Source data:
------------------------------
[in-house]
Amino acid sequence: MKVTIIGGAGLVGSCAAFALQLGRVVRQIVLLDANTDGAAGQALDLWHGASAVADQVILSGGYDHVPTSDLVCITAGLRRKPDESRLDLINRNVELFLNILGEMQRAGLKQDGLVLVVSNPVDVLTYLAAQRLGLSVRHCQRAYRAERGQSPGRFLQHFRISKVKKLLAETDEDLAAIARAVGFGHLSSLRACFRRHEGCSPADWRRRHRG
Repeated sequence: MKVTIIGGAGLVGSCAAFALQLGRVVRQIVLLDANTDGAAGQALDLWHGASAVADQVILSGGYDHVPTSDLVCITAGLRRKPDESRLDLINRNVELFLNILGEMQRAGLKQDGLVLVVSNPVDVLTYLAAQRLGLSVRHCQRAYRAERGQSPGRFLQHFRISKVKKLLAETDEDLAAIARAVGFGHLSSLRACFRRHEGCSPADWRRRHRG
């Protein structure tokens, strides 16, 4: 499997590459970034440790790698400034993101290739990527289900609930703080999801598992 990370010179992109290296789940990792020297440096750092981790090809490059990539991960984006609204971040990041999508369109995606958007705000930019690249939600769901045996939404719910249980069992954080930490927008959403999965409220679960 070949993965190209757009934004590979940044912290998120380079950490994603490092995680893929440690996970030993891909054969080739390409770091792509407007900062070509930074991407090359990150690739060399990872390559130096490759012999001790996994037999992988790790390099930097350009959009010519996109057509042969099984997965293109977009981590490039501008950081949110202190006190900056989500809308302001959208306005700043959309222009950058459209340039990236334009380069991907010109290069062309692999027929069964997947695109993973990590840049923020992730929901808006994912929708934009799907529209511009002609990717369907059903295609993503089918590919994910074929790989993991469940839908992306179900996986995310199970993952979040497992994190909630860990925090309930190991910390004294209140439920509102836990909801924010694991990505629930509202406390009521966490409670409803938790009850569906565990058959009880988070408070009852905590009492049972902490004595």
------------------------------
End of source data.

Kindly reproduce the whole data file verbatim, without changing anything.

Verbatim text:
[in-house]
Amino acid sequence: MKVTIIGGAGLVGSCAAFALQLGRVVRQIVLLDANTDGAAGQALDLWHGASAVADQVILSGGYDHVPTSDLVCITAGLRRKPDESRLDLINRNVELFLNILGEMQRAGLKQDGLVLVVSNPVDVLTYLAAQRLGLSVRHCQRAYRAERGQSPGRFLQHFRISKVKKLLAETDEDLAAIARAVGFGHLSSLRACFRRHEGCSPADWRRRHRG
Repeated sequence: MKVTIIGGAGLVGSCAAFALQLGRVVRQIVLLDANTDGAAGQALDLWHGASAVADQVILSGGYDHVPTSDLVCITAGLRRKPDESRLDLINRNVELFLNILGEMQRAGLKQDGLVLVVSNPVDVLTYLAAQRLGLSVRHCQRAYRAERGQSPGRFLQHFRISKVKKLLAETDEDLAAIARAVGFGHLSSLRACFRRHEGCSPADWRRRHRG
């Protein structure tokens, strides 16, 4: 499997590459970034440790790698400034993101290739990527289900609930703080999801598992 990370010179992109290296789940990792020297440096750092981790090809490059990539991960984006609204971040990041999508369109995606958007705000930019690249939600769901045996939404719910249980069992954080930490927008959403999965409220679960 070949993965190209757009934004590979940044912290998120380079950490994603490092995680893929440690996970030993891909054969080739390409770091792509407007900062070509930074991407090359990150690739060399990872390559130096490759012999001790996994037999992988790790390099930097350009959009010519996109057509042969099984997965293109977009981590490039501008950081949110202190006190900056989500809308302001959208306005700043959309222009950058459209340039990236334009380069991907010109290069062309692999027929069964997947695109993973990590840049923020992730929901808006994912929708934009799907529209511009002609990717369907059903295609993503089918590919994910074929790989993991469940839908992306179900996986995310199970993952979040497992994190909630860990925090309930190991910390004294209140439920509102836990909801924010694991990505629930509202406390009521966490409670409803938790009850569906565990058959009880988070408070009852905590009492049972902490004595």